2016

London Chess Classic – Round 7

After a day full of fireworks, the players were quite conservative in their opening choices. Nakamura utilized Caruana’s preparation that Caruana used against him yesterday to deliver the only decisive result of the round, beating Vachier-Lagrave.

The rest of the games were quite uneventful and did not affect the standings much.

Wesley So decided to take no risks and drew quickly against Kramnik. So still leads the pack and will face off against his closest rival, Fabiano Caruana, tomorrow. All eyes will be on that game, as Caruana needs to score with the white pieces to win the tournament.

Aronian, Levon vs  Anand, Viswanathan ½

The Armenian superstar failed to recover from his tough loss yesterday as his opponent had no issues equalizing the game out of the opening. The bishop pair and the development advantage didn’t prove to be fruitful due to White’s weak pawns. Anand found a clever way to force an exchange of the pieces in a position that looked slightly dangerous for him. With not enough pieces on the board, the players agreed to a draw on move 30.

So, Wesley vs  Kramnik, Vladimir ½

The tournament leader made a practical decision of playing a safe game and not taking any unnecessary risks, as he was a full point ahead of Kramnik entering the round. Kramnik explained that taking big risks in the opening with black at the top level simply means one will lose the game; therefore, he just played his normal solid opening, letting the burden of feeling the pressure to win fall on his opponent’s shoulder. After many exchanges, the game ended in a draw once the required 30 move minimum was met. After the game, Kramnik praised his opponent immensely, calling him the best player of the year and a future contender for the world championship title.

Nakamura, Hikaru vs Vachier-Lagrave, Maxime 1-0

After getting blown off the board yesterday, Nakamura used the same line Caruana used to annihilate him. Black was first to deviate from yesterday’s game, but Nakamura came up with a new idea that posed different kinds of problems for his opponent. Vachier-Lagrave is a Najdorf specialist, but, once again in this tournament, he found himself out-prepared. Unfortunately, in a sharp position, each mistake is very costly and the pressure to find the most accurate moves just to survive proved to be an impossible task for the Frenchman. Nakamura played a brilliant tactical game, showing off his flawless calculation in the postgame analysis and ended the game in true Nakamura style.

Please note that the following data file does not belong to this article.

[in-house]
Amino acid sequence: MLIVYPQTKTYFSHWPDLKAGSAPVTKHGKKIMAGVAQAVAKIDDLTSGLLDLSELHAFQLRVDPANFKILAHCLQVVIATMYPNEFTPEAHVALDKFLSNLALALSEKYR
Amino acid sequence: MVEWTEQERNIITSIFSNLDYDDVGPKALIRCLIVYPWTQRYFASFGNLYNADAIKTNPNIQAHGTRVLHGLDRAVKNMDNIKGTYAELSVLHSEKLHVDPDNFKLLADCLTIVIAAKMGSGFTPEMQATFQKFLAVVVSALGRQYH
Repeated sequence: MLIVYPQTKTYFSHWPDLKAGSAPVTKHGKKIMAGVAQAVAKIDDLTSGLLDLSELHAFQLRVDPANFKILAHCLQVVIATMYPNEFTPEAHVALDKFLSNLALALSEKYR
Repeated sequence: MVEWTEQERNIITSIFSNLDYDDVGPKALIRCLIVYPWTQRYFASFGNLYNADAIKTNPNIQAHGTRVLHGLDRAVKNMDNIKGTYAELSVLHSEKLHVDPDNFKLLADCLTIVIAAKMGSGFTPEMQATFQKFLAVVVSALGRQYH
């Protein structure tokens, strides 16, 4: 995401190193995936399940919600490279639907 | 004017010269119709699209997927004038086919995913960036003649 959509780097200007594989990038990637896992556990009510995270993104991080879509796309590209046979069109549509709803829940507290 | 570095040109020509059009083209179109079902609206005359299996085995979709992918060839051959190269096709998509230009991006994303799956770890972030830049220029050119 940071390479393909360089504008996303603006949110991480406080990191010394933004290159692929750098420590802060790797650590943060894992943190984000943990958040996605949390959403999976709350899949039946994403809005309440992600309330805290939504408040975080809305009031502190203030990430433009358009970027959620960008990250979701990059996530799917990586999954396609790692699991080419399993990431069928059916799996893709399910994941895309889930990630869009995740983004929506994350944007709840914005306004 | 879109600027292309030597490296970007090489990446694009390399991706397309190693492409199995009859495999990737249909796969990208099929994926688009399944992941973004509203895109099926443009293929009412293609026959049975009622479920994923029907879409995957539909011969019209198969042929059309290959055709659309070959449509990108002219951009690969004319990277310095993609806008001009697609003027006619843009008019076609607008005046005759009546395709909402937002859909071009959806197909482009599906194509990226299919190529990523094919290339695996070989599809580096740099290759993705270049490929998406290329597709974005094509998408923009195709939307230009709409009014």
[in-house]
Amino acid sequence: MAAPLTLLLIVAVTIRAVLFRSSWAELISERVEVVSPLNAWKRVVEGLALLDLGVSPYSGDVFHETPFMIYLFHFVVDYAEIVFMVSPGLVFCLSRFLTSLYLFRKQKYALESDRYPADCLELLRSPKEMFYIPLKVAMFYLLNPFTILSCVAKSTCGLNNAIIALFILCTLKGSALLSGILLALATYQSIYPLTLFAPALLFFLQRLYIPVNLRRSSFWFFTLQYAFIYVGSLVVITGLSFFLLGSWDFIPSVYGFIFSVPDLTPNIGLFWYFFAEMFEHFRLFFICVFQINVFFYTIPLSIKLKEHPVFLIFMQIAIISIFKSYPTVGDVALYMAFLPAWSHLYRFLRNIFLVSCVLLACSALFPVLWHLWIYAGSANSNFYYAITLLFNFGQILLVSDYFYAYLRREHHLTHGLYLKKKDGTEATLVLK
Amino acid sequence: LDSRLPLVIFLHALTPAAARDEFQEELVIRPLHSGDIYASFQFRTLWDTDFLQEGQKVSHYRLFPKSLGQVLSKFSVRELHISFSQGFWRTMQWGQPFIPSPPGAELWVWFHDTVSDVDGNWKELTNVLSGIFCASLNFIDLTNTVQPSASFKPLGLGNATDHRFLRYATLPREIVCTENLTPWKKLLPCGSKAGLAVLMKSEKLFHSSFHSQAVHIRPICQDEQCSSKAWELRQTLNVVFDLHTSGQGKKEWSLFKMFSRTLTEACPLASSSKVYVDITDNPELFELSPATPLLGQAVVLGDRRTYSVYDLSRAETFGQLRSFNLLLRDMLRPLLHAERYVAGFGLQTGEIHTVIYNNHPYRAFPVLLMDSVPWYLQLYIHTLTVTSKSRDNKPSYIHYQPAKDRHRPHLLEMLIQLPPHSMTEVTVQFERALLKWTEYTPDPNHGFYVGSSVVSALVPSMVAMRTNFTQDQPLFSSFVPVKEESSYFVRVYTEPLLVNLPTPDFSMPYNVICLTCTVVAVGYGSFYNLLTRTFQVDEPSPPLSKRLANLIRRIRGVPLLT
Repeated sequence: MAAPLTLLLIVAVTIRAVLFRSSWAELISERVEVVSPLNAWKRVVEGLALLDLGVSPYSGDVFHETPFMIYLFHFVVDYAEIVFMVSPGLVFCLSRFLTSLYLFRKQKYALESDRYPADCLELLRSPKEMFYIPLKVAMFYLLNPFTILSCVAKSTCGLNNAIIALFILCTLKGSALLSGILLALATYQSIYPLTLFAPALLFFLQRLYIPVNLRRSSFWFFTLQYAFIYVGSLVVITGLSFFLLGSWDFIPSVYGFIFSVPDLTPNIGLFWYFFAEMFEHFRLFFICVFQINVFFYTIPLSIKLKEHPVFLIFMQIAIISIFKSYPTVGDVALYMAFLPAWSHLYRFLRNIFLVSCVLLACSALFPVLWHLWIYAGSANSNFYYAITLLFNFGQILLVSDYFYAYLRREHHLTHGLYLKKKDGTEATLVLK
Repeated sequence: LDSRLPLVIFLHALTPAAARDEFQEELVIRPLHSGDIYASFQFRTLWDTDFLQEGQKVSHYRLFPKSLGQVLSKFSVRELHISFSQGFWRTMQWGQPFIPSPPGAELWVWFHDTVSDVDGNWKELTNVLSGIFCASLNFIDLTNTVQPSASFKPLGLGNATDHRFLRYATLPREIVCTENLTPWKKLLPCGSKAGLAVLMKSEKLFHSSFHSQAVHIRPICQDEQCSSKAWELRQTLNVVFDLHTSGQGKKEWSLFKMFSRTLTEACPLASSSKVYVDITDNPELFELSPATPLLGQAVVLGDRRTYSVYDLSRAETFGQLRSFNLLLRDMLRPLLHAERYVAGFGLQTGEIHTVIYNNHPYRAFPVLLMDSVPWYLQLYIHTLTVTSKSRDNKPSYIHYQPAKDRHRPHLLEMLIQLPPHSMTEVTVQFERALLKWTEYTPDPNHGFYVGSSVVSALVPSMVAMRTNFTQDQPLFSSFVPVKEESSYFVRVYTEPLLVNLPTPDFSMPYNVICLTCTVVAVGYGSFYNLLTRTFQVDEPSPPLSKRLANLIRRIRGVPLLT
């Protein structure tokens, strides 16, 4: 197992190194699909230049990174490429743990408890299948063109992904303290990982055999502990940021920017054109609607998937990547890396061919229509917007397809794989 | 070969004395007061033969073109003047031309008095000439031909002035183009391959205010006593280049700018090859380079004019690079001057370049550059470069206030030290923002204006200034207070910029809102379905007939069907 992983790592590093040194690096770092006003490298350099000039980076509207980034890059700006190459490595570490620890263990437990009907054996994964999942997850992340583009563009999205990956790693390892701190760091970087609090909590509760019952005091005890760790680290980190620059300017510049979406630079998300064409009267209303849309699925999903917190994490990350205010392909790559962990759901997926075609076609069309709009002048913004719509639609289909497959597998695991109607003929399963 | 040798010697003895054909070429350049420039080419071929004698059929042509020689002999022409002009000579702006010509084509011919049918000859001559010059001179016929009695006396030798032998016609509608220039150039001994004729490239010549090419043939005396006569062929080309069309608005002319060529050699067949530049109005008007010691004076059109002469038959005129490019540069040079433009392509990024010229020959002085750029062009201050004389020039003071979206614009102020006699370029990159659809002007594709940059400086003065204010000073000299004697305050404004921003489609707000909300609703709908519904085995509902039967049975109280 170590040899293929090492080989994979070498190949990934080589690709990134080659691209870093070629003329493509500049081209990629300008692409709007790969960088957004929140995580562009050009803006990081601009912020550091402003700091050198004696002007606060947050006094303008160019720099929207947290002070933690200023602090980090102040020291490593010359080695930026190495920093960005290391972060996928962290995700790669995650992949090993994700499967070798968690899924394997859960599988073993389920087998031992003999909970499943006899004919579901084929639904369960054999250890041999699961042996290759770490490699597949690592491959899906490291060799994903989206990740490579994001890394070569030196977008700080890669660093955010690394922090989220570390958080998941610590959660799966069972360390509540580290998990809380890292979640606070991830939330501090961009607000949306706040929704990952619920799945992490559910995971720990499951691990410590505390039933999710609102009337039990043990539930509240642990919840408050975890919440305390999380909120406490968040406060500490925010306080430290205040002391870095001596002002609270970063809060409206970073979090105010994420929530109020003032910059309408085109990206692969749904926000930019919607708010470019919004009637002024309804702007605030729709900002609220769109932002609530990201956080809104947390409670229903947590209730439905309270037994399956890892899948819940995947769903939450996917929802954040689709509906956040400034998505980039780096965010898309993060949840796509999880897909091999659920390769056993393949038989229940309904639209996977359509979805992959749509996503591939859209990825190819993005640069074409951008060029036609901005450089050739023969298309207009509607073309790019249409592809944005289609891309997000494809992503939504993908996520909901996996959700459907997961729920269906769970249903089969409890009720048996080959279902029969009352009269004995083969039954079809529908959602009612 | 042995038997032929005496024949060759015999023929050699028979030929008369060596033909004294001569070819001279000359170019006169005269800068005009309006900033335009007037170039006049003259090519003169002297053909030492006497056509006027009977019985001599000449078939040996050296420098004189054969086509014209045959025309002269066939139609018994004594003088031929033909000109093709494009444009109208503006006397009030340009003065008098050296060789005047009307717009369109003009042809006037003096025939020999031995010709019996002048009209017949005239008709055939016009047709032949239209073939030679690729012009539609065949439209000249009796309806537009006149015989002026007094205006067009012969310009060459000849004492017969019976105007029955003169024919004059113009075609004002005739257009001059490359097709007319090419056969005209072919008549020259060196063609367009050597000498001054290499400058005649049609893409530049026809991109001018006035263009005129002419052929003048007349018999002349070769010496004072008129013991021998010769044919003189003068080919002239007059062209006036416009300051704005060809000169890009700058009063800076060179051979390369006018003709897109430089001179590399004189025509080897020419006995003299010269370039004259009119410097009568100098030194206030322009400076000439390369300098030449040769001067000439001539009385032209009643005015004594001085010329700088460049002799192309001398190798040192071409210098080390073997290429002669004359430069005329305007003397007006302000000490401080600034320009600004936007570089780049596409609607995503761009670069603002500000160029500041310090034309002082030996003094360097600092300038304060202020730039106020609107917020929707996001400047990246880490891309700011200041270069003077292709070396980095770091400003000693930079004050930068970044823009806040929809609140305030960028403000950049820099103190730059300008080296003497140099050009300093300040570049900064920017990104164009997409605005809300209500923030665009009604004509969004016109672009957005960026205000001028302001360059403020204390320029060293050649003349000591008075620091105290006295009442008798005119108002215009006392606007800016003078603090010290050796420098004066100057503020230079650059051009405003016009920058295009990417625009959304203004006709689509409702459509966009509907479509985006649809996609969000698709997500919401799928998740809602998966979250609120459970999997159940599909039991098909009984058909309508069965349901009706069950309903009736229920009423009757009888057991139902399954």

Adams, Michael vs Caruana, Fabiano ½

Adams decided to play an unusual opening for him, the English, since he felt as though he wouldn’t be able to predict what Caruana would choose against his main opening. The U.S. Champion found himself in a worse endgame, but he defended tenaciously and drew the resulting opposite color bishop. Caruana  remains half a point behind the tournament leader and will face him tomorrow with the white pieces.

Giri, Anish vs Topalov, Veselin ½

The position looked like a draw but Giri had a space advantage and the kind of position that he could press for a win endlessly with no risk. White first transferred his king to the queenside waiting for the right time to breakthrough on the kingside. Surprisingly, when the opportunity presented itself, Giri continued maneuvering his pieces around instead of going for the throat. The six hour game eventually ended in a draw after Black regrouped his pieces and no longer allowed any breaks. Giri is the only player who has drawn all his games and Topalov is surely satisfied to have finally stopped the bleeding with a draw.

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